Figure 4 - When counting cells count include the ones that touch the middle of the tripple lines on the top and left of the 4x4 grid but exclude cells touching the right and bottom middle line. Count budding cells as two since they will be two cells soon.

Change to 400x magnification. This is the best magnification for counting yeast cells. By convention the cells in the 4 corner 4x4 grids and in the center 4x4 grid are generally counted (see Figure 13 for the complete Neubauer counting grid). If the yeast density is low, additional grids may need to be included. See figure 4 on how to count cells in one of the 4x4 grids.

When using a hemocytometer with a depth of 0.1 mm (most common) the cell density of the original sample in Million cells per ml (or Billon cells per liter) is

Microscope-cell density formula.gif

Dilution factor is the number of sample volumes of water used for dilution plus one. Examples:

  • No dilution: dilution factor is 1
  • 1 ml sample + 1 ml water: dilution factor is 2
  • 2 ml sample + 10 ml water: dilution factor is 6

The formula also means that counting one row of 4 small squares in an undiluted sample gives a very rough estimate of the cell density.

The number of cells in the culture in Billion can be calculated by multiplying the cell density with the culture or beer volume in liter ( 1 Million/ml = 1 Billion/l). Note that this is the volume in which the yeast population is currently suspended.

Cell counts determined with a hemocytometer have accuracy limits that every brewer should understand. The error can be minimized by

  • Making sure the sample taken is representative of the culture or beer. This means thorough mixing.
  • When diluting the sample the same it needs to be mixed thoroughly and the pipette needs to be rinsed with the diluted sample.
  • Counting a sufficient number of cells. At least 100 cells should be counted since the statistical error is inversely proportional to the square root of the number cells counted as shown below.

The following formula can be used to estimate the statistical error based on the number of cells that were counted[2]:

Microscope-error formula.gif

Ideally multiple samples should be taken and counted separately. If that is not done the two counting chambers should at least be filled with separate pipette loads.

Methylene blue staining

Methylene blue staining allows for a simple way to asses the health of a yeast culture. In theory dead cells will stain blue while living cells remain colorless. In practice it has the tendency to overestimate the viability. Despite its shortcomings, however, methylene blue staining is a quasi standard in the brewing brewing industry for viability testing due to its simplicity and quick results. It is also a convenient test for home brewers since methylene blue is readily available on the internet and has a long shelf life.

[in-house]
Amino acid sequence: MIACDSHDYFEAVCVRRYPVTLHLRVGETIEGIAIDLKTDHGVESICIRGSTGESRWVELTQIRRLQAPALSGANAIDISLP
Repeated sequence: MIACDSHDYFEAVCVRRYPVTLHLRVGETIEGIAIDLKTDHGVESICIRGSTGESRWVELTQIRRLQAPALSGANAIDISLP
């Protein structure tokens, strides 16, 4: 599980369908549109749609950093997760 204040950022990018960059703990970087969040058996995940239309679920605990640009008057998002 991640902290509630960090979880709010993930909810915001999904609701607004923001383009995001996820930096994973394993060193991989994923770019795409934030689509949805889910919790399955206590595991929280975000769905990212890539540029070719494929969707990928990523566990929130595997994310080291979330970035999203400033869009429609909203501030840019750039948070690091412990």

In its oxidized form, methylene blue is blue. In its reduced form, called leucomethylene blue, it is color less[3]. This can be demonstrated in the “blue bottle experiment” where methylene blue looses its color due to the oxidation of glucose and reduction of methylene blue. When oxygen is added by shaking, leucomethylene blue is oxidised back to methylene blue and the blue color reappears.

Blue Bottle Experiment
Microscope-blue bottle 1.jpg Microscope-blue bottle 2.jpg Microscope-blue bottle 3.jpg Microscope-blue bottle 4a.jpg
250g water, 4 g sodium hydroxide and 5 g glucose (corn sugar) are mixed in a flask or glass bottle. 3-5 drops of 1% methylene blue are added and the solution turns a dark blue since methylene blue is stored in its oxidized blue form. In a high pH environment glucose oxidizes to gluconic acid [4]. This consumption of oxygen reduces methylene blue to its colorless leuco form. The reaction takes a few minutes and a blue layer may remain at the surface where oxygen from the air is available. When oxygen is added through an oxygen wand, for example, leycomethylene blue can oxidize back to methylene blue. This can be seen as the blue streaks in the image. After the bottle has been shaken vigorously much more oxygen is dissolved in the water and the solution turns a dark blue again. Upon standing it will once again lose its color.